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W.Clauberg "vintage" deers foot dagger

Article about: Hi guys, I have seen this dagger for sale which is described as a vintage W.Clauberg deers foot dagger , I have tried researching these and there is very little information on origin or peri

  1. #1

    Default W.Clauberg "vintage" deers foot dagger

    Hi guys,
    I have seen this dagger for sale which is described as a "vintage W.Clauberg deers foot dagger", I have tried researching these and there is very little information on origin or period of these daggers.
    My question is are these pre 1945? And who were they used by? My suspicion is that due to the lack of information they are post war but I am interested to find out more about these attractive blades.

    I have attached photos and I appreciate any comments.

    Andre
    Click to enlarge the picture Click to enlarge the picture W.Clauberg "vintage" deers foot dagger   W.Clauberg "vintage" deers foot dagger  

    W.Clauberg "vintage" deers foot dagger   W.Clauberg "vintage" deers foot dagger  

    W.Clauberg "vintage" deers foot dagger   W.Clauberg "vintage" deers foot dagger  

    W.Clauberg "vintage" deers foot dagger   W.Clauberg "vintage" deers foot dagger  


  2. # ADS
    Circuit advertisement W.Clauberg "vintage" deers foot dagger
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  3. #2

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    I believe some of these date back quite a while. I have seen
    pictures from ww1 of these being worn. However my guess is
    the one posted above is post ww2. I say that because of the
    Solingren, Germany maker's mark.

    check out post #193 in this thread ---
    That WWI German & occasional Austrian Trench Knife Thread
    gregM
    Live to ride -- Ride to live

    I was addicted to the "Hokey-Pokey" but I've turned
    myself around.

  4. #3

    Default

    Greetings Andre,

    According to Anthony Carters’ German Knife and Sword Makers: The definitive directory of makers marks, from 1850 to 1945 page 130, this same marking “suggests a knife exported to the USA Prior to 1914.” His reasoning is that the knife’s logo uses the English abbreviation “EST.” for established versus the German “Gegt.” Additionally, the company was bought by Anton Wingen in 1920, which means it could just as well be made well after 1914 as Anton Wingen made a series of “retro” knives based upon older patterns (using all sorts of manufactures' markings, which they owned) up until the late 1980s.

    Personally, I agree with Greg’s observation that it was an export piece, but whether prior to WWI, WWII, or post-WWII I could not be more definitive as these styled knives were made throughout all of the mentioned periods. The posted knife is in very nice shape and these knives are usually pretty worn on the deer’s foot if they are WWI or older (i.e. deer's legs are not titanium). But too, it could have just been very well taken care of.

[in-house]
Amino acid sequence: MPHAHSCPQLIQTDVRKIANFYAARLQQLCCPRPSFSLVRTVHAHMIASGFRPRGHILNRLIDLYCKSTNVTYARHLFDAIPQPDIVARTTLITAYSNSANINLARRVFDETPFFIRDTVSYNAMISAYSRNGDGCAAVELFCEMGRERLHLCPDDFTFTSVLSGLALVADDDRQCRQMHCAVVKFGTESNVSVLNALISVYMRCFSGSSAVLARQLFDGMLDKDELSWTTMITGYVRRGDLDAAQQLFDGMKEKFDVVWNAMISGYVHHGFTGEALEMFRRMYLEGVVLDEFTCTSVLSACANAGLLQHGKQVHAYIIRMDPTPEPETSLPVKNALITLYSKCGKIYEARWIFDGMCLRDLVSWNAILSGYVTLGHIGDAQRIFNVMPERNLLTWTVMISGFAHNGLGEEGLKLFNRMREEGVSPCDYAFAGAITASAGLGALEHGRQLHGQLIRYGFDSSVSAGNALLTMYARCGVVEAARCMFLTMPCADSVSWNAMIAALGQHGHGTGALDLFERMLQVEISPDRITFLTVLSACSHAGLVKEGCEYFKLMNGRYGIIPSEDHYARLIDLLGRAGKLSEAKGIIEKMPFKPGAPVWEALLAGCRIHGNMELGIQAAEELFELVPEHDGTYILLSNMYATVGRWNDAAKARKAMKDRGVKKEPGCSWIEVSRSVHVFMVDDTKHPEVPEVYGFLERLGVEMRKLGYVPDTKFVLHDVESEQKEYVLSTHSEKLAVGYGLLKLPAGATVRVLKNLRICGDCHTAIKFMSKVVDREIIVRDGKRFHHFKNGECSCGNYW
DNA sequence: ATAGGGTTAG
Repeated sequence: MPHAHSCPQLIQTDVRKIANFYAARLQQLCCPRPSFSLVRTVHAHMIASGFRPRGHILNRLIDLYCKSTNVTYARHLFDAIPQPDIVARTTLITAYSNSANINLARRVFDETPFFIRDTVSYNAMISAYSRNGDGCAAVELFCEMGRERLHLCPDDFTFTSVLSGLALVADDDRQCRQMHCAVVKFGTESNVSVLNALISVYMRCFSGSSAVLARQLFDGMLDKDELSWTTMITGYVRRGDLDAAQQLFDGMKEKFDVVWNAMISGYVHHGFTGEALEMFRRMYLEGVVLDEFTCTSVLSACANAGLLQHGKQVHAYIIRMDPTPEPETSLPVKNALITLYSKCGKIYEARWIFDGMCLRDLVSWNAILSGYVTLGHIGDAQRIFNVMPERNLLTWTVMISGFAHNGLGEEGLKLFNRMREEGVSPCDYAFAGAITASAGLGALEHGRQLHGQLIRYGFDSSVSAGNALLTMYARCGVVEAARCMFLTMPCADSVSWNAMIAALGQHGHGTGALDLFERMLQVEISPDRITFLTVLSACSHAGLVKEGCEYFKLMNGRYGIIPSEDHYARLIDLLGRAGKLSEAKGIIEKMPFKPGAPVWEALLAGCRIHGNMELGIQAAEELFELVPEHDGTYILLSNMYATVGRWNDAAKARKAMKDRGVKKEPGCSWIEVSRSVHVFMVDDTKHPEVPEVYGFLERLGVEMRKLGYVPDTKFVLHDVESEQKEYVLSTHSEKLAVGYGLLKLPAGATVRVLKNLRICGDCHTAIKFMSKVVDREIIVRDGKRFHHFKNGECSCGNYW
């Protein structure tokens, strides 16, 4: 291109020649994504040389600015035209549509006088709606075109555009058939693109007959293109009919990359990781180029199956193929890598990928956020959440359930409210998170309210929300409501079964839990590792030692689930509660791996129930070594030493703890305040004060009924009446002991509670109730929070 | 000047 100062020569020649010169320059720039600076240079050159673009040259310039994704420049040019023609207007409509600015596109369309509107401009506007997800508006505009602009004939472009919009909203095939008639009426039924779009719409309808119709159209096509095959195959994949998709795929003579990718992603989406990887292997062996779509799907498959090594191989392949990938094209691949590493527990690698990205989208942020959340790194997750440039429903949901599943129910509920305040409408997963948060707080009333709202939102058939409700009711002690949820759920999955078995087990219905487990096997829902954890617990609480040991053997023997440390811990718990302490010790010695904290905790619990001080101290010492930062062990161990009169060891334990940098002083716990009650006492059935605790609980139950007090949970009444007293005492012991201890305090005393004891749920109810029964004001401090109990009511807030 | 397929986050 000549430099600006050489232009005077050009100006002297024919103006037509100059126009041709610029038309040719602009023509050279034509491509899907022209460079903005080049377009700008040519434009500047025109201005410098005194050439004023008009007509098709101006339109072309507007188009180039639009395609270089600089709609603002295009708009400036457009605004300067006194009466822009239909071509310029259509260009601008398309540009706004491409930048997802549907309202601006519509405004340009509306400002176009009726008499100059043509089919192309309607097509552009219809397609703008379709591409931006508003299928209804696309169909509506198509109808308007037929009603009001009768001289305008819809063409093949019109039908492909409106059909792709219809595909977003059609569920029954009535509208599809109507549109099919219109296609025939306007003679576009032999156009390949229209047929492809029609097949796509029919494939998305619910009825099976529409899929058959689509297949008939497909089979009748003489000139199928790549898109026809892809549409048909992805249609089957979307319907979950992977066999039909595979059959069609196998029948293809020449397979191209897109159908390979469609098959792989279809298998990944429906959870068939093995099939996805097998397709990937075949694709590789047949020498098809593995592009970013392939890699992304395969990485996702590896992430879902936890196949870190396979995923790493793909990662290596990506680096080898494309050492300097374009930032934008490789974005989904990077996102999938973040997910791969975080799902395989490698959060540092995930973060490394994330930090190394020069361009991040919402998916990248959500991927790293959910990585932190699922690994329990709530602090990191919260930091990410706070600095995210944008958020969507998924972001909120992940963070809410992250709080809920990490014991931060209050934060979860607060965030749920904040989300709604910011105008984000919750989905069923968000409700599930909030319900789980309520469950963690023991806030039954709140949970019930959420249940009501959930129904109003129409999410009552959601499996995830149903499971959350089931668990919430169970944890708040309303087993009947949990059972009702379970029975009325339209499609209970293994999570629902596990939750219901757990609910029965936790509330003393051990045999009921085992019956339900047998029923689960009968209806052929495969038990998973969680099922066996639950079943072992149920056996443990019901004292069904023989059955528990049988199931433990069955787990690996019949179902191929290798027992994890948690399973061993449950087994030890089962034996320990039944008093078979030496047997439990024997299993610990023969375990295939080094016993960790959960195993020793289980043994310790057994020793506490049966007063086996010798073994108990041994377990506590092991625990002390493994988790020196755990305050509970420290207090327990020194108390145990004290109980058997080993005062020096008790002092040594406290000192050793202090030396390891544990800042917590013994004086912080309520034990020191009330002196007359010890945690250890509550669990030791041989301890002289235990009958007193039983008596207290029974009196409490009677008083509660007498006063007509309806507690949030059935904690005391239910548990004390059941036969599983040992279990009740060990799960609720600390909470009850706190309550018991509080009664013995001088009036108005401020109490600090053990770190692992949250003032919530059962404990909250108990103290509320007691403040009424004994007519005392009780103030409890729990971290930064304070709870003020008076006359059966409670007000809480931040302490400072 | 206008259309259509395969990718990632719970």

Thoughts complete,

    V/r Lance
    Last edited by MilitariaOne; 10-07-2017 at 10:25 PM.

  5. #4

    Default



    Quote by militariaone View Post
    [SIZE=4]According to Anthony Carters’ German Knife and Sword Makers: The definitive directory of makers marks, from 1850 to 1945 page 130, this same marking “suggests a knife exported to the USA Prior to 1914.” His reasoning is that the knife’s logo uses the English abbreviation “EST.” for established versus the German “Gegt.”
    That is interesting. I had just assumed that the English version would just have been post ww2. I never
    considered the possibility of it also being pre 1914
    gregM
    Live to ride -- Ride to live

    I was addicted to the "Hokey-Pokey" but I've turned
    myself around.

  6. #5
    ?

    Default

    W. Clauberg also exported military sabres / swords to the U.S. in the early 1800's.
    I'd rather be A "RaD Man than a Mad Man "

  7. #6

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    Thanks guys for the replies, I've decided to pass on this as due to the condition it's probably later than earlier although the information is useful if I come across one of these again.

    Andre

  8. #7

    Default

    Some makers still produce this style today. I can post a photo of one brought back, new, from Germany, for me by my mother in the 90's.
    Ralph.
    Searching for anything relating to, Anton Boos, 934 Stamm. Kp. Pz. Erz. Abt. 7, 3 Kompanie, Panzer-Regiment 2, 16th Panzer-Division (My father)

  9. #8

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    I would tend to the post war camp simply because of the "freshness" of the leather scabbard.

  10. #9
    ?

    Default

    i have owned a Clauberg Bowie from the 1920ths period, but all the ones i have seen had a brown button.
    Clauberg knives are A.Wingen clones, as they shared the same building, and a s stated A.Wingen took over the company.
    This type bowie can be found with Clauberg & Wingen Logo's

    Regards
    Ger
    W.Clauberg "vintage" deers foot dagger

  11. #10
    ?

    Default

    I would think pre war . most items are marked east or west Germany after the war or occupied.

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